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New research confirms that (as common sense suggests) reducing the appealing aspects of e-cigarettes devalues them to both smokers and vapers

10, Nov, 2015

by Tom Pruen

In bit of a back to front blog, I’ll start with the conclusion from the abstract:

To those who use e-cigarettes (and economists of any stripe), this will seem like such a completely self-evident fact that it raises the question of why it was even studied. It does, however, provide some information on a question that has been asked recently in Wales (although it was funded by the Florida Department of Health, and conducted in Florida, so the populations will be a bit different. Given the Welsh Health Ministers apparent preference for US data over Welsh, or even UK data, this would not seem problematic however).

The question is:

How much will a ban on the use of e-cigs in public places reduce their appeal to smokers and existing e-cig users?

The short answer is by about 20%.

The long answer is a bit more complicated, as is always the case, so I’ll run through the research in a bit more detail.

What is the research?

It is a report on part of a cross-sectional survey conducted annually in Florida. In large part (by my evaluation) to simplify study design, respondents were asked to place a dollar value on a disposable e-cigarette, having the following features:

They were then asked to revalue the product if features were removed. The order of the removal was always the same, starting at the top of the feature list, and working down. This may have influenced the results (although it is not apparent what the effect would be).

Results and conclusions

Each feature removal (not surprisingly) resulted in a negative change in the price people were willing to pay for the product.

 

Particularly notable are:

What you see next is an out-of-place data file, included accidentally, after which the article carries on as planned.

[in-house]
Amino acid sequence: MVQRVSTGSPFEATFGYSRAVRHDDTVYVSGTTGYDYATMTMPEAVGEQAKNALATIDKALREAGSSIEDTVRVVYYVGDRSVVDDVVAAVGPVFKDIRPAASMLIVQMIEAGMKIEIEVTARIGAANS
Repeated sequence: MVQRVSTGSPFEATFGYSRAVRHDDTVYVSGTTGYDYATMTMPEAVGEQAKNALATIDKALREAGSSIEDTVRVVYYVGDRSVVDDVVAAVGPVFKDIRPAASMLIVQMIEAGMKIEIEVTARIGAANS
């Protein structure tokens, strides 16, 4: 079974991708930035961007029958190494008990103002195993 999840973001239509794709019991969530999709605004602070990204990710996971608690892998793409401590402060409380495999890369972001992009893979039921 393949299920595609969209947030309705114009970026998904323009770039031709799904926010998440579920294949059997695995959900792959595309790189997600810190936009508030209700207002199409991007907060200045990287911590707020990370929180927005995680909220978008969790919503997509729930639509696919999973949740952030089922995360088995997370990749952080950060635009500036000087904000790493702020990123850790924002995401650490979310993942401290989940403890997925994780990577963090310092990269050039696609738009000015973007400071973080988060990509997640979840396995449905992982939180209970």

• the importance of flavours to vapers, with an 18% reduction, but not dual users or smokers (-1.0 and -8.2%, respectively), highlighting the importance of this aspect.
  • the ≈20% reduction in value to both smokers and vapers of an indoor ban (although not for dual users).
  • The low reduction for help with quitting in vapers (who, of course, are no longer smoking, so in many ways it is amazing there is any effect at all) compared with smokers.

 

Also notable from elsewhere in the data is that 73.9% of dual users had made a quit attempt within the last year, compared with only 36.5% of smokers – suggesting that dual use is a path to complete substitution for many.

The extent to which the restriction in use devalues the products to current users and smokers highlights the potential risks associated with public place bans – such as that proposed by the Welsh Government. Indeed, we calculated this risk - in economic terms - in our report Banning E-Cigarettes in Public Places: The Unintended Harm to Smokers and to Non-Smokers:

A worst case scenario based on conservative estimates of the numbers of people who will return to cigarettes, and the numbers who will continue smoking rather than begin 'vaping', implies:

  • Welsh citizens as a whole losing almost 84,000 (quality adjusted) years of life, and;
  • the loss of the equivalent of over £5 billion.

 

A regulatory approach which damages the value proposition of e-cigarettes to both vapers and smoker is not precautionary, instead being an action likely to cause harm. Not taking such an action would be precautionary.

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